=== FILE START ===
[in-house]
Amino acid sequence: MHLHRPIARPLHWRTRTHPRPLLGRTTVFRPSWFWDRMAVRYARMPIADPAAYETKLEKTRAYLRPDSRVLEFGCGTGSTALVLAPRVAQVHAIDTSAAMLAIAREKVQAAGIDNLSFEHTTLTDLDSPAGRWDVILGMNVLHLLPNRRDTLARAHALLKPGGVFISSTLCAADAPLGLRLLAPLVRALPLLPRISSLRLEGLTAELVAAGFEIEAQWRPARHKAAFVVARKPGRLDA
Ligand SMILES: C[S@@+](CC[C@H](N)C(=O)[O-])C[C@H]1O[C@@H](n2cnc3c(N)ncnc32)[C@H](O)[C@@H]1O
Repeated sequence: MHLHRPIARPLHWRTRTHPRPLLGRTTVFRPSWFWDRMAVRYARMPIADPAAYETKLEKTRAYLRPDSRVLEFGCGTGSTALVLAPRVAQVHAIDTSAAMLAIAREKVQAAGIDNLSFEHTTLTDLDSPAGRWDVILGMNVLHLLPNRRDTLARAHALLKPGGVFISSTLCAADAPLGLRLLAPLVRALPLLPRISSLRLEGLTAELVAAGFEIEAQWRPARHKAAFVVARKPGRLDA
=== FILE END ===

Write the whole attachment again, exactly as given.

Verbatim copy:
[in-house]
Amino acid sequence: MHLHRPIARPLHWRTRTHPRPLLGRTTVFRPSWFWDRMAVRYARMPIADPAAYETKLEKTRAYLRPDSRVLEFGCGTGSTALVLAPRVAQVHAIDTSAAMLAIAREKVQAAGIDNLSFEHTTLTDLDSPAGRWDVILGMNVLHLLPNRRDTLARAHALLKPGGVFISSTLCAADAPLGLRLLAPLVRALPLLPRISSLRLEGLTAELVAAGFEIEAQWRPARHKAAFVVARKPGRLDA
Ligand SMILES: C[S@@+](CC[C@H](N)C(=O)[O-])C[C@H]1O[C@@H](n2cnc3c(N)ncnc32)[C@H](O)[C@@H]1O
Repeated sequence: MHLHRPIARPLHWRTRTHPRPLLGRTTVFRPSWFWDRMAVRYARMPIADPAAYETKLEKTRAYLRPDSRVLEFGCGTGSTALVLAPRVAQVHAIDTSAAMLAIAREKVQAAGIDNLSFEHTTLTDLDSPAGRWDVILGMNVLHLLPNRRDTLARAHALLKPGGVFISSTLCAADAPLGLRLLAPLVRALPLLPRISSLRLEGLTAELVAAGFEIEAQWRPARHKAAFVVARKPGRLDA